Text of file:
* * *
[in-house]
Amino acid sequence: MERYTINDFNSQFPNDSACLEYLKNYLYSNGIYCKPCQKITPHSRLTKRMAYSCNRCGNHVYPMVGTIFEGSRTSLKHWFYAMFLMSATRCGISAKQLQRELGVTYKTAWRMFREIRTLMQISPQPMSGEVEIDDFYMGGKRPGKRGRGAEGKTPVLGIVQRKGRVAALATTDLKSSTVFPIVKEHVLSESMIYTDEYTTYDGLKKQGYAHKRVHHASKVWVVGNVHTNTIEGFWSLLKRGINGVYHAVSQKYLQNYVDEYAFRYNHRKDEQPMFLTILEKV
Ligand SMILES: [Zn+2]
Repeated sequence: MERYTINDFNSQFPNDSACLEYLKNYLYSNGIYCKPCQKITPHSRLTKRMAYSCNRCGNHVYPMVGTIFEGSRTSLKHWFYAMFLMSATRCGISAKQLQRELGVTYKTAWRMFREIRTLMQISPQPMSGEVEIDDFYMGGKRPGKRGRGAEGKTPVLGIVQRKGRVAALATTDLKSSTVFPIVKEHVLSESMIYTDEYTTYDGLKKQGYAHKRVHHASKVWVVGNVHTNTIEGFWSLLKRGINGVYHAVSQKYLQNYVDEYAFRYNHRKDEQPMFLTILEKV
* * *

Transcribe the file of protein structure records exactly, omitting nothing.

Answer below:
[in-house]
Amino acid sequence: MERYTINDFNSQFPNDSACLEYLKNYLYSNGIYCKPCQKITPHSRLTKRMAYSCNRCGNHVYPMVGTIFEGSRTSLKHWFYAMFLMSATRCGISAKQLQRELGVTYKTAWRMFREIRTLMQISPQPMSGEVEIDDFYMGGKRPGKRGRGAEGKTPVLGIVQRKGRVAALATTDLKSSTVFPIVKEHVLSESMIYTDEYTTYDGLKKQGYAHKRVHHASKVWVVGNVHTNTIEGFWSLLKRGINGVYHAVSQKYLQNYVDEYAFRYNHRKDEQPMFLTILEKV
Ligand SMILES: [Zn+2]
Repeated sequence: MERYTINDFNSQFPNDSACLEYLKNYLYSNGIYCKPCQKITPHSRLTKRMAYSCNRCGNHVYPMVGTIFEGSRTSLKHWFYAMFLMSATRCGISAKQLQRELGVTYKTAWRMFREIRTLMQISPQPMSGEVEIDDFYMGGKRPGKRGRGAEGKTPVLGIVQRKGRVAALATTDLKSSTVFPIVKEHVLSESMIYTDEYTTYDGLKKQGYAHKRVHHASKVWVVGNVHTNTIEGFWSLLKRGINGVYHAVSQKYLQNYVDEYAFRYNHRKDEQPMFLTILEKV